UNITED STATES of America, Plaintiff-Appellee, v. Ignacio MEDINA-BELTRAN, Defendant-Appellant.
Ignacio Medina-Beltran (“Medina-Beltran”) appeals the sentence imposed following his guilty plea to illegal re-entry after deportation in violation of 8 U.S.C. § 1326. We reject his various challenges to his sentence and affirm.
Medina-Beltran disputes the district court's refusal to grant him a third-level reduction for acceptance of responsibility under U.S.S.G. § 3E1.1(b).1 We have previously recognized that “the government has been vested with broad discretion to determine when the [§ 3E1.1(b) ] adjustment is appropriate.” United States v. Espinoza-Cano, 456 F.3d 1126, 1137-38 (9th Cir.2006); see also United States v. Moreno-Trevino, 432 F.3d 1181, 1186 (10th Cir.2005) (stating that § 3E1.1(b) confers on the government “a power, not a duty”) (quoting Wade v. United States, 504 U.S. 181, 185, 112 S.Ct. 1840, 118 L.Ed.2d 524 (1992)). Nonetheless, the government cannot refuse to file a motion for the reduction on the basis of an unconstitutional motive or arbitrarily, i.e., for reasons not rationally related to any legitimate governmental interest. Espinoza-Cano, 456 F.3d at 1136. Medina argues only that the prosecutor acted arbitrarily in refusing to move for the additional reduction.
Although Medina-Beltran pled guilty and avoided a trial on the substantive offense, he objected to his sentencing enhancement and rejected the government's proposed appeal waiver. The government anticipated and defended his appeal of his sentence. Under these circumstances, the government's decision not to move for the additional level reduction was not arbitrary. See United States v. Newson, 515 F.3d 374, 378-79 (5th Cir.2008) (concluding that the government's failure to move for reduction was not arbitrary where the defendant refused the appellate waiver provision in a proposed plea agreement).
In the alternative, Medina argues that the Feeney Amendment violates the separation of powers principle by shifting from the judiciary to the executive branch the power to decide whether an additional level reduction is appropriate. This amendment, which is part of the Prosecutorial Remedies and Other Tools to End the Exploitation of Children Today (PROTECT) Act of 2003, Pub.L. No. 108-21, § 401(g), 117 Stat. 650, 671-72 (2003), requires the government to make a motion in order for the defendant to receive the additional offense-level decrease under U.S.S.G. § 3E1.1(b). We agree with our sister circuits who have considered this identical challenge; the Feeney Amendment does not usurp judicial power by shifting this sentencing responsibility to the executive branch, and does not violate the separation of powers. See, e.g., Newson, 515 F.3d at 376; United States v. Delk, 132 Fed.Appx. 448, 449 (4th Cir.2005) (unpublished).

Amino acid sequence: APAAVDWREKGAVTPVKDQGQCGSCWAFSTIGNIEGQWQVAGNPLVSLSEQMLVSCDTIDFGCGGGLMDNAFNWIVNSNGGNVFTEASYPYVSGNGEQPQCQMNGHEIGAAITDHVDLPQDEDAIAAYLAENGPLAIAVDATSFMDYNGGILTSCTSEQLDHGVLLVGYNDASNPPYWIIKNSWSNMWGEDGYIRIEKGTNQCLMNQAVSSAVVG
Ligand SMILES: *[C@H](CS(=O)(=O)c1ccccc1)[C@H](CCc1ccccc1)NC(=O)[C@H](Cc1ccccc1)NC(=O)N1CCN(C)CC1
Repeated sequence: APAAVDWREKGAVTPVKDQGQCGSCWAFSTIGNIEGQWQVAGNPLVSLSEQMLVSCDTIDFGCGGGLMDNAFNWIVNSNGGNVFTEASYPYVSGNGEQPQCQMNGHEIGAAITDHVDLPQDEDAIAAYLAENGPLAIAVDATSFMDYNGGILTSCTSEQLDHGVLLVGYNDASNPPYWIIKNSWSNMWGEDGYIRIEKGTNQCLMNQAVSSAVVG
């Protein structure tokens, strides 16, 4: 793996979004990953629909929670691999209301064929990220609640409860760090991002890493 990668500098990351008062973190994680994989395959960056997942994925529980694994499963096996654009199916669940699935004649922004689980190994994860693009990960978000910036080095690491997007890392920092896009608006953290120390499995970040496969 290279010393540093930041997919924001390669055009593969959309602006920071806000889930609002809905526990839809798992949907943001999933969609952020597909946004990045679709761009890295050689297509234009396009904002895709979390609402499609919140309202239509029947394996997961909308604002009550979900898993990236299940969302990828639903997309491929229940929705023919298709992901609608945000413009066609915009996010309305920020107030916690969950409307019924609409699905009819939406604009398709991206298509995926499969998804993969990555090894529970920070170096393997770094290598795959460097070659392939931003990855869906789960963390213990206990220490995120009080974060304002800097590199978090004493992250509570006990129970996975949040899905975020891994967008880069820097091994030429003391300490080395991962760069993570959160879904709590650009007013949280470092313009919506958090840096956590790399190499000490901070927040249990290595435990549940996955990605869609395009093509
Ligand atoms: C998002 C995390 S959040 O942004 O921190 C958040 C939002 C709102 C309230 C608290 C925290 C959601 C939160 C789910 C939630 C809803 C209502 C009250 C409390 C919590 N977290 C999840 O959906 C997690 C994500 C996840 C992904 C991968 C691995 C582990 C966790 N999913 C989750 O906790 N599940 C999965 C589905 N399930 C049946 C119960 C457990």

The Supreme Court has recognized that federal sentencing “never has been thought to be assigned by the Constitution to the exclusive jurisdiction of any one of the three Branches of Government.” United States v. Mistretta, 488 U.S. 361, 364, 109 S.Ct. 647, 102 L.Ed.2d 714 (1989). In evaluating a similar separation of powers argument with respect to substantial assistance motions under U.S.S.G. § 5K1.1, we observed that the sentencing process “is not inherently judicial, and that, even if it were, the government's authority to recommend a reduced sentence [i]s not impermissibly obtrusive.” United States v. Ayarza, 874 F.2d 647, 653 (9th Cir.1989) (quoting United States v. Severich, 676 F.Supp. 1209, 1212-13(S.D.Fla.1988), aff'd, 872 F.2d 434 (11th Cir.1989)).
We are not persuaded by Medina-Beltran's procedural challenges. The record reflects that the court reviewed his sentencing memorandum, in which Medina-Beltran discussed application of the 18 U.S.C. § 3553(a) factors, and considered his arguments in favor of a lesser sentence. See United States v. Carty, 520 F.3d 984, 992 (9th Cir.2008) (en banc). Although brief, the court's explanation of the sentence, which was at the low end of the Guidelines range, was sufficient. See id.
Medina-Beltran finally argues that the 46-month sentence was substantively unreasonable. A “correctly calculated Guidelines sentence will normally not be found unreasonable on appeal.” Id. at 988. There is “nothing unusual about [Medina-Beltran]'s circumstances to compel a lower sentence than the low-end of the Guidelines range.” See id. at 996.
1. We review for clear error a district court's decision to reduce a defendant's sentence for acceptance of responsibility, but review de novo whether it misapprehended the law with respect to acceptance of responsibility. United States v. Espinoza-Cano, 456 F.3d 1126, 1130 (9th Cir.2006) (citation omitted).